Stress is the body’s way of responding to any threat, demand or challenge. For many of us, stress is so common that it has become our way of life. Sometimes, stress can be a positive force motivating us to do our best and even keeping us safe when in danger.
However, when it occurs for a long period of time, it can have negative effects on our health, relationships, mood and quality of life. However, we can protect ourselves by understanding the way our body’s stress response works, being able to identify the symptoms and signs of stress overload and taking action to reduce its damaging effects. Continue reading to learn more:
The Body’s Stress Response
When we feel threatened, our nervous system responds by producing numerous stress hormones (e.g. cortisol, adrenaline etc.) that rouse our bodies for emergency action. Our senses suddenly become sharper, heart pounds faster, blood pressure rises, muscles tighten and breath quickens.
These physical changes enhance our focus, increase our stamina and strength and accelerate our reaction time. This is called the fight or flight response, and it’s our body’s way of protecting us.
When stress occurs within our comfort zone, it helps us stay alert, energetic, and focused. For instance, in emergency situations, it can save our lives by giving us extra strength to defend ourselves.
In addition, stress also helps us rise to meet challenges. It is what drives us to study for an exam or prepare for a presentation at work instead of watching TV or sleeping.
Many people often resort to fight or flight when responding to every minor stressor because that’s how they’ve been conditioned. However, because this kind of response interferes with other body functions, over time, it can lead to stress overload, causing harmful effects to both our physical and mental health.
Too much stress for instance, increases blood pressure, suppresses the immune system, increases the risk of stroke and heart attack, accelerates the aging process, and increases our vulnerability to many health problems including weight gain or loss, skin conditions, digestive problems, autoimmune diseases, sleep problems, depression etc.
Let’s take a look at some of the most common symptoms…
Symptoms of Stress Overload
- a) Constipation or diarrhea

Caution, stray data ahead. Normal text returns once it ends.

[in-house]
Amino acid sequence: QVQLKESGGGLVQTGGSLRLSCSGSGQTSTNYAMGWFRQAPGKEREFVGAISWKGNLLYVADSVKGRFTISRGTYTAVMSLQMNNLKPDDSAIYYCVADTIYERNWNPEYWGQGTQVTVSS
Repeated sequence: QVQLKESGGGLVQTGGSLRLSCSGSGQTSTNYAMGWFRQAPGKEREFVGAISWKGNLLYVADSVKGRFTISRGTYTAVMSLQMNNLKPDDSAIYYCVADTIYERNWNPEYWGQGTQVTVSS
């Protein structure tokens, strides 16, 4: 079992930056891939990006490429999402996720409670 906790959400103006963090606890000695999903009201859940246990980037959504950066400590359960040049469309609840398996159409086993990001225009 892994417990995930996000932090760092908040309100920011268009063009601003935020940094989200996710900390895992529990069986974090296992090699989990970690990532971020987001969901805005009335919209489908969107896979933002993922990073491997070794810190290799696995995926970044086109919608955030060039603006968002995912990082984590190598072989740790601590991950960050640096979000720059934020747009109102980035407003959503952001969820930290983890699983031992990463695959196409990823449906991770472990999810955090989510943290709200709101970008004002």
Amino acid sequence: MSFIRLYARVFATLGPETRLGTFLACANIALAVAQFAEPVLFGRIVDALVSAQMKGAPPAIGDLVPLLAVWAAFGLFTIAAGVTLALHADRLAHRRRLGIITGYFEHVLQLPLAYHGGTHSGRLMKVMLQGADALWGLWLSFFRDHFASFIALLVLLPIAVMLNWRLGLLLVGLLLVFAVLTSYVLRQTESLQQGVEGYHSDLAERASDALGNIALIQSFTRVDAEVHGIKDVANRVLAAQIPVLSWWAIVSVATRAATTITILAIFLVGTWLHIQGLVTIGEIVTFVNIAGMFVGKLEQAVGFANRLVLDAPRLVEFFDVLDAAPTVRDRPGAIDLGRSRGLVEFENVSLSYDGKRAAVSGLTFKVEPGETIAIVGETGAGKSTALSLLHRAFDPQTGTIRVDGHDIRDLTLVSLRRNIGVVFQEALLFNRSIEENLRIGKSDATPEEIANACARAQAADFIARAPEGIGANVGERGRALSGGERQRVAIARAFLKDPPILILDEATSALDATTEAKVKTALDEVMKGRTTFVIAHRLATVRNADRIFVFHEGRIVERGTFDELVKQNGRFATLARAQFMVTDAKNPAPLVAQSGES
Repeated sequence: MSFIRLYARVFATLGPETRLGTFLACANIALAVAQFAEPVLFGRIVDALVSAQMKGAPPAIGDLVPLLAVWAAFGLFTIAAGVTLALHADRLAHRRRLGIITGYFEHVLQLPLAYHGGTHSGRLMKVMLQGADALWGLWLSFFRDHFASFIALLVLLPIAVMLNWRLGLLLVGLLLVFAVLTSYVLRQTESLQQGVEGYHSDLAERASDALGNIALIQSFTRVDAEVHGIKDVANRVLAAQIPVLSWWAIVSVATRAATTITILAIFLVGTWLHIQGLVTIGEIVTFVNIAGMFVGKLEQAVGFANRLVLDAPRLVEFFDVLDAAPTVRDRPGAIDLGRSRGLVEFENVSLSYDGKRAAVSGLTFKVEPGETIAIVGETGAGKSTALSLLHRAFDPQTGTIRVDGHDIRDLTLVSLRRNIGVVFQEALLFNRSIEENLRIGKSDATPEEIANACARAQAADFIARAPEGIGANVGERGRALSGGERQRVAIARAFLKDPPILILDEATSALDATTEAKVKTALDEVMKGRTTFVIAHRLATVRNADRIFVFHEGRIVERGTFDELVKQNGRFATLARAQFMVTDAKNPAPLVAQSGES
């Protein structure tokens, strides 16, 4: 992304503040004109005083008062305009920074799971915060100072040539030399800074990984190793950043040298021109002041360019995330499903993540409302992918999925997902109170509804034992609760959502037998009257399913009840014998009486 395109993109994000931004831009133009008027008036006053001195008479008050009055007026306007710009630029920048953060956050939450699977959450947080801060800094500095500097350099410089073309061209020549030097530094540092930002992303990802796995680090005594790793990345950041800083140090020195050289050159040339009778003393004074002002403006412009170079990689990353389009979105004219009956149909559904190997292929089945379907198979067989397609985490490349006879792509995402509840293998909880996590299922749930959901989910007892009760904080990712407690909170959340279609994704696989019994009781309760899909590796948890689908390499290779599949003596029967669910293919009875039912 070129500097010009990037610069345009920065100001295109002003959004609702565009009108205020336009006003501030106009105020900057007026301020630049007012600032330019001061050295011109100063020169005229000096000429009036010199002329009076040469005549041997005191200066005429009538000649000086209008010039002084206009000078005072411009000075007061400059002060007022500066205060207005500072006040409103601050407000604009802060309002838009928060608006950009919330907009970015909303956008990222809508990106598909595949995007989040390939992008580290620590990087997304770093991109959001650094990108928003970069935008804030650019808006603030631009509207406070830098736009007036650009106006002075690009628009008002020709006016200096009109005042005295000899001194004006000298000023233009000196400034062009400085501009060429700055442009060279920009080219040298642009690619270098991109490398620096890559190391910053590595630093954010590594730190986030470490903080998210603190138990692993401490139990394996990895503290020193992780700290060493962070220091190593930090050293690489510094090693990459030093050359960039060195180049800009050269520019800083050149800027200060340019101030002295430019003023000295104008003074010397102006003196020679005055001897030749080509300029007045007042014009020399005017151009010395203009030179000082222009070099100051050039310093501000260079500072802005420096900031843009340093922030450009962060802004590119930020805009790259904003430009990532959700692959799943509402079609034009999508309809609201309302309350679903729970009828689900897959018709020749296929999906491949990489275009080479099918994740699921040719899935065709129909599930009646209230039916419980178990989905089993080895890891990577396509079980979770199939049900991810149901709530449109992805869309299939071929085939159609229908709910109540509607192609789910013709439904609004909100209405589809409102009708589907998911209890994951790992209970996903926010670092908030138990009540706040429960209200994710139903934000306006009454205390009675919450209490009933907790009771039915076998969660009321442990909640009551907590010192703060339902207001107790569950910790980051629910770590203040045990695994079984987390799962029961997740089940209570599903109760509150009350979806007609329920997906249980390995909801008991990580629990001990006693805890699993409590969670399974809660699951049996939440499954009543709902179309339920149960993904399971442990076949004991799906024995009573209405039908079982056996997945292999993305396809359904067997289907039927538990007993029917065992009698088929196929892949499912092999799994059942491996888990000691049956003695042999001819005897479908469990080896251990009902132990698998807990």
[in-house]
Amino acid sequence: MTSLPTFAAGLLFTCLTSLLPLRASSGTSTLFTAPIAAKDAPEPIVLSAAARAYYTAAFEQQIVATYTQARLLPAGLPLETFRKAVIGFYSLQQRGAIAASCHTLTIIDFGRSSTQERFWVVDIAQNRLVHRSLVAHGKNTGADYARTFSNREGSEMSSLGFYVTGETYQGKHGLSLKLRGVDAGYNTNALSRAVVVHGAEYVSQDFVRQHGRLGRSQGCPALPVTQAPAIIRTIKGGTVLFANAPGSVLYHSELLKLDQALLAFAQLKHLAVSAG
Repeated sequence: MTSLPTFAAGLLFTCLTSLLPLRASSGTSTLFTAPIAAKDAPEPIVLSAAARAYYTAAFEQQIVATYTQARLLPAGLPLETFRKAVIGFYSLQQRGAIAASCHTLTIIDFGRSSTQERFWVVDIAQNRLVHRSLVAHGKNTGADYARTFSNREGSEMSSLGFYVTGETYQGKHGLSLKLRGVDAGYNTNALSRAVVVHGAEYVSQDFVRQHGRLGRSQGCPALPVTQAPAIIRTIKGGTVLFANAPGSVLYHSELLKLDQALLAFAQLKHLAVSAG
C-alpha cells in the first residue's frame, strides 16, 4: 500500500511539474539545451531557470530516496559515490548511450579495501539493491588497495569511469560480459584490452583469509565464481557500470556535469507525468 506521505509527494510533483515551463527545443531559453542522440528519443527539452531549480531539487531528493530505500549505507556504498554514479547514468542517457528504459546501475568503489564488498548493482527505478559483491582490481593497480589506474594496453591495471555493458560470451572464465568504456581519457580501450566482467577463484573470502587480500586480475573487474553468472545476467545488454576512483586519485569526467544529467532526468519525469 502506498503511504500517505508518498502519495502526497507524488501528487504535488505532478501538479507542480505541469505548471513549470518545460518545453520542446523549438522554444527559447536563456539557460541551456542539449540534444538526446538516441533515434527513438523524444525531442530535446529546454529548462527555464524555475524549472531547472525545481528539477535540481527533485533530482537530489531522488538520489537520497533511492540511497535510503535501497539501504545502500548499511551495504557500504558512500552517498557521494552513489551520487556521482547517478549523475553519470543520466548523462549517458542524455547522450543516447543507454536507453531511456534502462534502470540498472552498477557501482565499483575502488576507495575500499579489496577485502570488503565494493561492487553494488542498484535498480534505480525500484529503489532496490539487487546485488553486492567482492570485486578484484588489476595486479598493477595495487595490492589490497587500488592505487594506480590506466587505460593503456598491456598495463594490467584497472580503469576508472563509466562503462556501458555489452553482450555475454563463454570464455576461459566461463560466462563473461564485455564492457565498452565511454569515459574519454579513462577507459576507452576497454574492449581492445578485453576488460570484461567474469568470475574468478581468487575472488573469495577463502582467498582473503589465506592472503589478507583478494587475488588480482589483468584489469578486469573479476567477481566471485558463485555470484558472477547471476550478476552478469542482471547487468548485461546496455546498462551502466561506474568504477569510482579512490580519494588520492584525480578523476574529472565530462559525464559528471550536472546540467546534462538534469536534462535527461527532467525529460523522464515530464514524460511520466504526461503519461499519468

- b) Pains and aches
- c) Frequent colds
- d) Nausea and dizziness
- e) Loss of sex drive
- a) Short temper
- b) Moodiness
- c) Feeling overwhelmed
- d) Sense of isolation and loneliness
- e) Depression
- a) Using cigarettes, alcohol and drugs to relax
- b) Neglecting responsibilities or procrastinating
- c) Sleeping too little or too much
- d) Isolating yourself from other people
- e) Eating less or more
- a) Poor judgment
- b) Inability to concentrate
- c) Constant worrying
- d) Memory problems
- e) Seeing only the negative
Keep in mind that these symptoms can also be caused by other medical and psychological problems. So, if you’re experiencing any of them, you should see a doctor to help find out if they’re stress-related or not.
Stress is something alarmingly common these days, so here are some of the best quotes to give you some inspiration in relation to stress…
How To Deal With Stress
Here are some simple ways to deal with stress.
- a) Stop worrying about things you can’t control e.g. a bad weather.
- b) Share whatever is stressing you with a trusted friend, family member or counselor.
- c) Take care of yourself by exercising regularly, getting enough sleep and eating well balanced meals.
- d) Set realistic goals both at work and home.
- e) Create time to participate in things that make you happy.
- f) Meditate.
If you need more information on how to deal with stress, read these stress inspirational quotes below.
Stress Inspirational Quotes
1. “Worrying won’t stop the bad things from happening, it just stops you from enjoying the good.”
2. “When you find yourself stressed, ask yourself one question: Will this matter in 5 years from now? If yes, then do something about the situation. If no, then let it go.”
– Catherine Pulsifer
3. “When you arise in the morning, think of what a precious privilege it is to be alive–to breathe, to think, to enjoy, to love.”
– Marcus Aurelius
4. “The truth is that stress doesn’t come from your boss, your kids, your spouse, traffic jams, health challenges, or other circumstances. It comes from your thoughts about your circumstances.”
– Andrew Bernstein
5. “Being happy doesn’t mean that everything is perfect. It means that you’ve decided to look beyond the imperfections.”
6. “Being in control of your life and having realistic expectations about your day-to-day challenges are the keys to stress management, which is perhaps the most important ingredient to living a happy, healthy and rewarding life.”
– Marilu Henner
7. “Much of the stress that people feel doesn’t come from having too much to do. It comes from not finishing what they’ve started.”
– David Allen
8. “How we perceive a situation and how we react to it is the basis of our stress. If you focus on the negative in any situation, you can expect high stress levels. However, if you try and see the good in the situation, your stress levels will greatly diminish.”
– Catherine Pulsifer
9. “There are thousands of causes for stress, and one antidote to stress is self-expression. That’s what happens to me every day. My thoughts get off my chest, down my sleeves and onto my pad.”
– Garson Kanin
10. “Stress is caused by being ‘here’ but wanting to be ‘there.'”
– Eckhart Tolle